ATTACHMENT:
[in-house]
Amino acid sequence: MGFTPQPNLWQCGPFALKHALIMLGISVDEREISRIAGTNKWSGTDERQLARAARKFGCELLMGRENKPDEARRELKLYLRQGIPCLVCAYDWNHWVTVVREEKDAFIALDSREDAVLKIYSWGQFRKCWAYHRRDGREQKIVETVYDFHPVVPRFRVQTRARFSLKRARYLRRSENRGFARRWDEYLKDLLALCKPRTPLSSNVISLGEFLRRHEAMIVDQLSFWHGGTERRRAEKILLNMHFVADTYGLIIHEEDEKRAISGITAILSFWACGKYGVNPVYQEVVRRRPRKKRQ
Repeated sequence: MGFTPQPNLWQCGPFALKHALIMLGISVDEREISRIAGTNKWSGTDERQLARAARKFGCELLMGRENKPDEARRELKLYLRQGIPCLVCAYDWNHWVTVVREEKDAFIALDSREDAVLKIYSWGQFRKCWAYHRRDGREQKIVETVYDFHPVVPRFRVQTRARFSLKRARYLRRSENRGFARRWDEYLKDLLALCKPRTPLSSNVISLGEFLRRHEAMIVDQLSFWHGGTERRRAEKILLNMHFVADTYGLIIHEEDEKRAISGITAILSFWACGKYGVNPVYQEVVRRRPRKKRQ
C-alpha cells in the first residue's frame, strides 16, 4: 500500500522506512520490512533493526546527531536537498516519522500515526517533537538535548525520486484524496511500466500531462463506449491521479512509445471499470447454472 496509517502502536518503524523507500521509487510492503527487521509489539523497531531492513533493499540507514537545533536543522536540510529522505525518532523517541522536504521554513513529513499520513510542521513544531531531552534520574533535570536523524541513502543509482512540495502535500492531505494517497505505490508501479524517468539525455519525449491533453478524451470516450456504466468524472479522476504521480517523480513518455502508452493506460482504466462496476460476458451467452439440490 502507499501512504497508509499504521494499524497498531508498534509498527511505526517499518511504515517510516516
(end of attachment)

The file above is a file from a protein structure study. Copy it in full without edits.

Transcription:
[in-house]
Amino acid sequence: MGFTPQPNLWQCGPFALKHALIMLGISVDEREISRIAGTNKWSGTDERQLARAARKFGCELLMGRENKPDEARRELKLYLRQGIPCLVCAYDWNHWVTVVREEKDAFIALDSREDAVLKIYSWGQFRKCWAYHRRDGREQKIVETVYDFHPVVPRFRVQTRARFSLKRARYLRRSENRGFARRWDEYLKDLLALCKPRTPLSSNVISLGEFLRRHEAMIVDQLSFWHGGTERRRAEKILLNMHFVADTYGLIIHEEDEKRAISGITAILSFWACGKYGVNPVYQEVVRRRPRKKRQ
Repeated sequence: MGFTPQPNLWQCGPFALKHALIMLGISVDEREISRIAGTNKWSGTDERQLARAARKFGCELLMGRENKPDEARRELKLYLRQGIPCLVCAYDWNHWVTVVREEKDAFIALDSREDAVLKIYSWGQFRKCWAYHRRDGREQKIVETVYDFHPVVPRFRVQTRARFSLKRARYLRRSENRGFARRWDEYLKDLLALCKPRTPLSSNVISLGEFLRRHEAMIVDQLSFWHGGTERRRAEKILLNMHFVADTYGLIIHEEDEKRAISGITAILSFWACGKYGVNPVYQEVVRRRPRKKRQ
C-alpha cells in the first residue's frame, strides 16, 4: 500500500522506512520490512533493526546527531536537498516519522500515526517533537538535548525520486484524496511500466500531462463506449491521479512509445471499470447454472 496509517502502536518503524523507500521509487510492503527487521509489539523497531531492513533493499540507514537545533536543522536540510529522505525518532523517541522536504521554513513529513499520513510542521513544531531531552534520574533535570536523524541513502543509482512540495502535500492531505494517497505505490508501479524517468539525455519525449491533453478524451470516450456504466468524472479522476504521480517523480513518455502508452493506460482504466462496476460476458451467452439440490 502507499501512504497508509499504521494499524497498531508498534509498527511505526517499518511504515517510516516